by Ellie Goldberg
Chelsea has the highest rate of respiratory illnesses (child-senior), strokes, and cardiovascular disease in Massachusetts. It is in the highest category for expected lifetime cancer cases from diesel pollution (CATF). Their diesel exhaust level is 5 times the U.S. average (EPA).
On the banks of Chelsea Creek along Chelsea's eastern border are the storage facilities for all of the jet fuel used at Logan International Airport, 80% of the home heating oil used in the region and all the road salt used in eastern Massachusetts. Chelsea also has heavy diesel trucking corridors that cut through and surround the city servicing many other companies and industries. Chelsea's New England Produce Center is the 2nd largest produce market in the country.
The Produce Center gets approximately 37,000 “refeers” (refrigerated trucks) deliveries from across the country every year. With local produce distribution traffic, this adds up to about 2,000 - 3,000 delivery trucks in and out of the market each day. And, there are approximately 250-500 trucks idling at any one time. For extra cold storage space, many companies use stationary "refeers" that are no longer road worthy. Using high sulfur diesel “RED FUEL," they idle 24 hours/day, 365 days/year producing thousands of tons of hazardous pollutants. (As of June 2010, red fuel will no longer be available for use in refeers.)
The Chelsea Collaborative, a non profit human service agency, formed a Clean Air Coalition. Under the guidance of RoseAnn Bongiovanni, the Collaborative's associate executive director, the Collaborative was awarded $1.9 million in Recovery Act Funding to Reduce Diesel Emissions and Create Jobs in Chelsea. Forming a first time alliance with The New England Produce Center, the partners will upgrade the truck dock electrification system at the market and repower 79 stationary cold storage trailer with electric engines.
"The members of the New England Produce center are excited about enhancing the air quality by reducing harmful emissions caused by diesel engines. This project allows us to be a better neighbor and member of the community" said Brian Eddy, Sr., General Manager of The New England Produce Center. "Our objectives from the start of this project were to obtain energy savings, environmental sustainability, and demonstrate community leadership. We take great pride in our participation and view the project as a major success. The Chelsea Collaborative and its representatives have played an integral part in bringing all of us a better community in which to live and work."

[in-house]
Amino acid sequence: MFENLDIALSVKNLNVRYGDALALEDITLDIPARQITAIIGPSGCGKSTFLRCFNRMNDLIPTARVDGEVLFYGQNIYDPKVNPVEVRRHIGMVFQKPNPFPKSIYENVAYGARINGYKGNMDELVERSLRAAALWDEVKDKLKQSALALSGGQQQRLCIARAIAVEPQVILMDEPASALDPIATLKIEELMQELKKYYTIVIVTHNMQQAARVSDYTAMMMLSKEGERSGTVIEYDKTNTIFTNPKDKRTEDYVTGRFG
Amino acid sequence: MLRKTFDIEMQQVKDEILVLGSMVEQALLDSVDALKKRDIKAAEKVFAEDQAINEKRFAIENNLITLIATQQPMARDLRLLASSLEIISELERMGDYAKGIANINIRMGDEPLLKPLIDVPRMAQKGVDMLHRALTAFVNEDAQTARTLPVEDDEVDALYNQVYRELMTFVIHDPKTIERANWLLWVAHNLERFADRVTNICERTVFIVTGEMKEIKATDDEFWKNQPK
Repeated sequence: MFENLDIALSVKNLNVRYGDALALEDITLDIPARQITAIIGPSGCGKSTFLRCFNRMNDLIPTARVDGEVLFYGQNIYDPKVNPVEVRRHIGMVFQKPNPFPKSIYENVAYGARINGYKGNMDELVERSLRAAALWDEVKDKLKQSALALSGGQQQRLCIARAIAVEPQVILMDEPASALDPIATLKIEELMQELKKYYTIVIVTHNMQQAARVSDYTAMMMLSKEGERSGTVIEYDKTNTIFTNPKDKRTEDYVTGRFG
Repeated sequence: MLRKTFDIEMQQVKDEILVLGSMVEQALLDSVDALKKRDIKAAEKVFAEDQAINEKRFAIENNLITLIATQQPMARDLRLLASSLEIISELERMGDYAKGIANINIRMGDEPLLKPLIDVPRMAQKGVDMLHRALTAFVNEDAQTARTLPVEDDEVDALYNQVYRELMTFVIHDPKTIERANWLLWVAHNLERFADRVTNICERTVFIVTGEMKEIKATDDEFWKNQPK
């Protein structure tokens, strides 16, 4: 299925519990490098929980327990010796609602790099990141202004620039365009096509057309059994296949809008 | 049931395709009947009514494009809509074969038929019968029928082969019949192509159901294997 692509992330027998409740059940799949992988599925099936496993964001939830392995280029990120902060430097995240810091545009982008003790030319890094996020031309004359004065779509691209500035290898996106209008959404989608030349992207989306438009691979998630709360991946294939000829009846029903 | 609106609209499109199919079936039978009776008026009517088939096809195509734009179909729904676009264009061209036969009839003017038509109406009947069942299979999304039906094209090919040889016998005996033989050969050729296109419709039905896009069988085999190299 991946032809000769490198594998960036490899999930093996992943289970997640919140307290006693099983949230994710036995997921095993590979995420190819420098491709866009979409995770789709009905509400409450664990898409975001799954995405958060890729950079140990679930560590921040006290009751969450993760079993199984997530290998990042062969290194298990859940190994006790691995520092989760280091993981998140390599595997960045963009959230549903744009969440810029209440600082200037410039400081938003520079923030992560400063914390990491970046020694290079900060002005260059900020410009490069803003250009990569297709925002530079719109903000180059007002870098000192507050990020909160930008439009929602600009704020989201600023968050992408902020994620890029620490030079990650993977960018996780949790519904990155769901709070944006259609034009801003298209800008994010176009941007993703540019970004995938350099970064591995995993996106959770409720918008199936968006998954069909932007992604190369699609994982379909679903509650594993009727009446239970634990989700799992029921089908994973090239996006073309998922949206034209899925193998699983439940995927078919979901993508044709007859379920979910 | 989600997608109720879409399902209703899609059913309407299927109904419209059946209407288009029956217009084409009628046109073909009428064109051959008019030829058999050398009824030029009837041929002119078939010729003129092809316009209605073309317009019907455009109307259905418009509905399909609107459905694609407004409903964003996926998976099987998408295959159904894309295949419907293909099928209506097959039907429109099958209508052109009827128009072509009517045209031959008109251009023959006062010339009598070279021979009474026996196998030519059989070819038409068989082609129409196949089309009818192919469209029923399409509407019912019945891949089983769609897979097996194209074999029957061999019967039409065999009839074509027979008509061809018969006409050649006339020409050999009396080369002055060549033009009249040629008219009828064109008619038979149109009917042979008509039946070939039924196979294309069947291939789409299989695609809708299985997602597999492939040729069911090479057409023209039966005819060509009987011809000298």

Catherine Maas, an active member of the Chelsea community, a member of the Chelsea Board of Health, and the lead diesel activist for The Chelsea Collaborative, presented the Collaborative's unique community-market environmental partnership at the EPA's 2010 Environmental Justice Conference in New Orleans this past January. Click here: New England Produce Market Transport Refrigeration Unit (TRU) Electrification Project (American Recovery and Reinvestment Act of 2009)
ROSEANN T. BONGIOVANNI
Roseann Bongiovanni is the Director of the Chelsea Green Space and Recreation Committee, a grassroots environmental group based out of the non-profit agency, the Chelsea Collaborative. Roseann is a lifelong Chelsea resident. After graduating from Chelsea High School where she was the Senior Class President, she attended Boston University on a full-tuition scholarship and earned a Bachelor’s Degree in Italian. Roseann was then awarded the Dean’s Scholarship to attend the Boston University School of Public Health where she earned a Master’s Degree concentrating in Environmental Health.
Roseann is also a Chelsea City Councilor and served as the President of that elected body in 2007. Roseann was a recipient of the ACE Founders’ Award in 2001; and the National Oceanic and Atmospheric Administration named her one of 10 National Environmental Heroes in the Spring of 2006; and she was awarded the All Chelsea Award “Adult Resident of the Year” in 2007. She has been a guest speaker at the University of Massachusetts, Boston, Massachusetts Institute of Technology, Salem State School of Social Work, Boston University School of Social Work, Boston University Law School and numerous conferences.